Character is a critical ingredient in your leadership. It influences your thoughts, feelings and actions. Be intentional with it.
This week’s blog is the second in an occasional series on character.
Click here to read the first installment.
Last year, the CEO of Procter and Gamble, one of the world’s largest consumer product companies, did something surprising. He stood up at the company’s annual shareholders’ meeting and admitted that he was at fault for the poor performance of the company’s stock, which had fallen 19% the previous year. He simply said:
The buck stops with me.
Humility matters in leadership. Jim Collins, author of Good to Great, says, “the X-factor of great leadership is not personality; it is humility.”
We can easily misinterpret humility. It doesn’t describe leaders with low self-confidence or poor self-worth. And humble leaders are not pushovers. No, humility’s companion is strength.
Humble leaders are, in fact, quite self-assured. Their self-assurance gives them the freedom to look outside of themselves. C. S. Lewis wrote that “true humility is not thinking less of yourself; it is thinking of yourself less.”
The humble, but confident leader is:
- open to learning and growing
- a catalyst for great teamwork
- willing to acknowledge her own mistakes
- able to break down silos in an organization
- willing to incorporate the perspectives of others
The opposite of humility is not confidence, but arrogance.
The arrogant leader puts himself (and his organization!) in danger. He is:
- slow to listen to advice from others
- quickly offended
- blind to his weaknesses
- apt to believe he can’t make mistakes
- more likely to be detached from what is really happening in the organization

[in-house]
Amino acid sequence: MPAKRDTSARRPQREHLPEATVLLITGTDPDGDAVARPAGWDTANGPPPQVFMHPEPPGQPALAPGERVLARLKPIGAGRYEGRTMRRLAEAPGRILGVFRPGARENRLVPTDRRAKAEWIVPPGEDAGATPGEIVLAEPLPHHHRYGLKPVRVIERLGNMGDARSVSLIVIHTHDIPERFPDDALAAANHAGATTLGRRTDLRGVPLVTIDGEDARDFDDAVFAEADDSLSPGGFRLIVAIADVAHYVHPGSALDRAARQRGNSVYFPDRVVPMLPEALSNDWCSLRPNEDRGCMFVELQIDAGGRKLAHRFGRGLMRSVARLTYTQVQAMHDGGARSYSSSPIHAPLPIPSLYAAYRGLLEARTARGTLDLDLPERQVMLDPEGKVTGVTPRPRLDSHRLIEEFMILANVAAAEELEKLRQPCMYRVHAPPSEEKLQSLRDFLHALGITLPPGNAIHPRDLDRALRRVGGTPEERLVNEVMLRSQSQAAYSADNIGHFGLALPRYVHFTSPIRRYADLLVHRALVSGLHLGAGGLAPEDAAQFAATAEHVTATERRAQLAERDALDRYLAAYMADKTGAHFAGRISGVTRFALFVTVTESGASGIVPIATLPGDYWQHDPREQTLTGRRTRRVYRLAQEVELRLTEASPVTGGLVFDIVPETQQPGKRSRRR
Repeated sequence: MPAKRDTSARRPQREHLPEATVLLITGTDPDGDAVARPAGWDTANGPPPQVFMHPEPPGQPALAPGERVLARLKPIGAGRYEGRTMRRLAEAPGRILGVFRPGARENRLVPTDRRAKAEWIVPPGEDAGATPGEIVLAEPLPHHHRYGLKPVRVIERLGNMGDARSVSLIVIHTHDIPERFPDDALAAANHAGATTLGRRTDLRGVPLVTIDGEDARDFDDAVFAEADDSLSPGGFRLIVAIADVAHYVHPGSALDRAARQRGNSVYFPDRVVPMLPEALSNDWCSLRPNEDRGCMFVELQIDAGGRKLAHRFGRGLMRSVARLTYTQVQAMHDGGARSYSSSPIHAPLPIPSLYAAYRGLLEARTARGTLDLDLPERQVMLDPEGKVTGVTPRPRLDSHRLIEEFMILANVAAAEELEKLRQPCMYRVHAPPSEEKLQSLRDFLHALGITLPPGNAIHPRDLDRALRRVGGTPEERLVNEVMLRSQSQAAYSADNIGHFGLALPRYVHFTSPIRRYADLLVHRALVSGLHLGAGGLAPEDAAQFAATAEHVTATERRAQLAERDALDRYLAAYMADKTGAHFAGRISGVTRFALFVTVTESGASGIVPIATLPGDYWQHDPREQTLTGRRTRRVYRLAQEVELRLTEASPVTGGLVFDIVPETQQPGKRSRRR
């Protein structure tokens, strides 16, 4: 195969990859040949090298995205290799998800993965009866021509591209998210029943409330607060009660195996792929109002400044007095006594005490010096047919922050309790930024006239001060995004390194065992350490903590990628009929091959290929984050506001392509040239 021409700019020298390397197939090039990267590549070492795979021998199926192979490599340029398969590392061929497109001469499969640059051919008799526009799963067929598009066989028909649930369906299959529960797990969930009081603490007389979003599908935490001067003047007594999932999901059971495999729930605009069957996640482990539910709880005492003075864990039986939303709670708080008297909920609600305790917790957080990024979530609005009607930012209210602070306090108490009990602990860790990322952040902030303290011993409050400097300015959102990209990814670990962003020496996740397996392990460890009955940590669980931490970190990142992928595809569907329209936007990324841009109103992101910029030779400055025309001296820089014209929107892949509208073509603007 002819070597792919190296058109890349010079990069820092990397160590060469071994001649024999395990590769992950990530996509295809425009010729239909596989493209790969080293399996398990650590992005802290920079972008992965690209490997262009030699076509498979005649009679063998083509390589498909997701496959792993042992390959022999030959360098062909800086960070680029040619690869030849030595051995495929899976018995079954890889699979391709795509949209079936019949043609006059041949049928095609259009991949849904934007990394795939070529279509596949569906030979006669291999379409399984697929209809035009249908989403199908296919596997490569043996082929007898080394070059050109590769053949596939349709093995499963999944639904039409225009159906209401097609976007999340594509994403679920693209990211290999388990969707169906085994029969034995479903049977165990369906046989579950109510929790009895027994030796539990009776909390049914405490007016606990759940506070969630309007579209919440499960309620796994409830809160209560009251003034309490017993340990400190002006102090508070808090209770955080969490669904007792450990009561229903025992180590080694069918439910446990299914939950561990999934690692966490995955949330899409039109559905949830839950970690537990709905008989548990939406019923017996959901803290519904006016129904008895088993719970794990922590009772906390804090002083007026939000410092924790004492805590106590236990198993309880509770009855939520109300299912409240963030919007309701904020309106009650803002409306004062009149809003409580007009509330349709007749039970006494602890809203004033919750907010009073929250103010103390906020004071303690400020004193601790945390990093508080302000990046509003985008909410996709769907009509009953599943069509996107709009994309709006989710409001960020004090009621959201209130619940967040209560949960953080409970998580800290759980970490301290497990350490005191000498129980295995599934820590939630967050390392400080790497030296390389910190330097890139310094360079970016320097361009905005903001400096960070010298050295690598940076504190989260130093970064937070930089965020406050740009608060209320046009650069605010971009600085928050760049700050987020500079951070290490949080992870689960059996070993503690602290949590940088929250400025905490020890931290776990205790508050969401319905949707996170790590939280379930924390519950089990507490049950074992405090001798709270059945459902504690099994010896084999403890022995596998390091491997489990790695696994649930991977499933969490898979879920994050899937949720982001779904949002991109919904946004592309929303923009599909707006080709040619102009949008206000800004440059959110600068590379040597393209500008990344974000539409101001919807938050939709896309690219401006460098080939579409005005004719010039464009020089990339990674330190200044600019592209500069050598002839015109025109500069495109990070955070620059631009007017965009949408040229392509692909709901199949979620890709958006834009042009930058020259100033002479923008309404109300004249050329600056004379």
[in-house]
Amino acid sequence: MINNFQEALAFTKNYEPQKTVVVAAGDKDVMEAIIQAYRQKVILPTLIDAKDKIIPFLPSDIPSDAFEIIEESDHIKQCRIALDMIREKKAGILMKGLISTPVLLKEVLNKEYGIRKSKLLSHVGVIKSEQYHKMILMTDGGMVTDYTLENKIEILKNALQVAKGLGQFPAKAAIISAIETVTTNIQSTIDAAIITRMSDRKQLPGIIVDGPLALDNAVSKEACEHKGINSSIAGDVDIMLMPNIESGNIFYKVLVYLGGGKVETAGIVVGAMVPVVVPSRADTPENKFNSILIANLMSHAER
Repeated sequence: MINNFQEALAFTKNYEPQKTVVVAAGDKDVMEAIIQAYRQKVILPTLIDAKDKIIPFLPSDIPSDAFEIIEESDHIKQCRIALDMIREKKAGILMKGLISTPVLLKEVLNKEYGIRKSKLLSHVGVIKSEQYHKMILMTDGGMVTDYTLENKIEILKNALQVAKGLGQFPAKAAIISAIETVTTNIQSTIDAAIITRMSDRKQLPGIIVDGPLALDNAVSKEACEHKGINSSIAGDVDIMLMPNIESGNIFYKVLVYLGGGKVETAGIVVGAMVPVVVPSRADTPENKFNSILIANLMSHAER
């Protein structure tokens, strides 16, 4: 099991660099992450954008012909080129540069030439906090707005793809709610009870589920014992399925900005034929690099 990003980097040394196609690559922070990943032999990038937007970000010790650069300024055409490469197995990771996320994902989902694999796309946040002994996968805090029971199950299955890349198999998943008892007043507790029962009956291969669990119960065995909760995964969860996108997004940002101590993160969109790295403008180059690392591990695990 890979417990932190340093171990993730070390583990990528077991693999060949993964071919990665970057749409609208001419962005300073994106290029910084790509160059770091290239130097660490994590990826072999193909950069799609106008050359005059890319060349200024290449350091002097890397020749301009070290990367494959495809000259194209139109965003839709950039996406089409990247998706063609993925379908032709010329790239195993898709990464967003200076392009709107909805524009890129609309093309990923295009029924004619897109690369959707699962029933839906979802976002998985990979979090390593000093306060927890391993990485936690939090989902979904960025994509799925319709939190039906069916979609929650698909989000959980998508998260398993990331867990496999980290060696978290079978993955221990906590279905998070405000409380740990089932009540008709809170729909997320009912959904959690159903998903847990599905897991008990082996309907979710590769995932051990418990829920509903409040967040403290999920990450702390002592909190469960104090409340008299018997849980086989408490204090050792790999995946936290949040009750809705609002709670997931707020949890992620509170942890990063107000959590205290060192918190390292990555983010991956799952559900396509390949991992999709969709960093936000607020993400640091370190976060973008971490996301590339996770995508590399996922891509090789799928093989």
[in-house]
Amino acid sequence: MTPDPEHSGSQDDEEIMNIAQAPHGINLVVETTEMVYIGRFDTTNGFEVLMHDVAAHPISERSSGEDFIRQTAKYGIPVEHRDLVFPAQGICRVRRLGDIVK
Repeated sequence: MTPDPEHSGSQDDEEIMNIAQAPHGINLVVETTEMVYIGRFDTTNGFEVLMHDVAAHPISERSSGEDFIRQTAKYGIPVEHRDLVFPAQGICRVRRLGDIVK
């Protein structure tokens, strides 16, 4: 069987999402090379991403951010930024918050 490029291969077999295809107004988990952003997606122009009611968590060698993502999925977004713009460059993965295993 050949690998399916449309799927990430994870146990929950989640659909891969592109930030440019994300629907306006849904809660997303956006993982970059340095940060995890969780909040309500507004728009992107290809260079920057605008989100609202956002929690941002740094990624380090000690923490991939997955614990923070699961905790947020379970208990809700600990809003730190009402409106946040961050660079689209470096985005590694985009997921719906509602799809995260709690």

A note on arrogance: it can be very subtle. Arrogance prevents leaders from asking for help; it pushes them to project “I have it all together.”
The reality is that we are all arrogant at times — and pride underlies most of our vices. This is why humility is key. It is the effective antidote, enabling most of the other virtues of good character.
This study from the University of Washington Foster School of Business concluded:
“…humble people are more likely to be high performers in individual and team settings. They also tend to make the most effective leaders.”
Most of us have room to cultivate more humility. Begin by admitting that you are sometimes arrogant. Lewis again — “If anyone would like to acquire humility, I can, I think, tell him the first step…realize that one is proud.”
Once you acknowledge your pride, start listening. Humility is the voice that asks:
- Who could I ask for help in this situation?
- Where are my blind spots?
- What is new for me to learn here?
- What impact will my actions have on others around me?
- How can I consider the needs of others before my own?
Finally, as you start your day, keep this in mind: “Others helped me get where I am; others help me stay where I am; others will help me get to where I want to go.”
Last week, a longtime former client reached out to me. I hadn’t heard from him in about six months. He said he was calling for two reasons.
First, he wanted to let me know that a company where he had served in the C-Suite for many years was finally being sold. He is going to reap significant financial rewards from the sale. But secondly, he was calling to express appreciation. In his words, I had been “on the journey” with him for many of those years, and he wanted to thank me.
In hitting this milestone of success, my client could have just cultivated an attitude of proud self-congratulation. But he didn’t do that. Instead, his humility prompted him to think of others who had helped along the way.
Thomas Merton says it well — “Pride makes us artificial and humility make us real.”
Bring this into your leadership today. It isn’t all about you.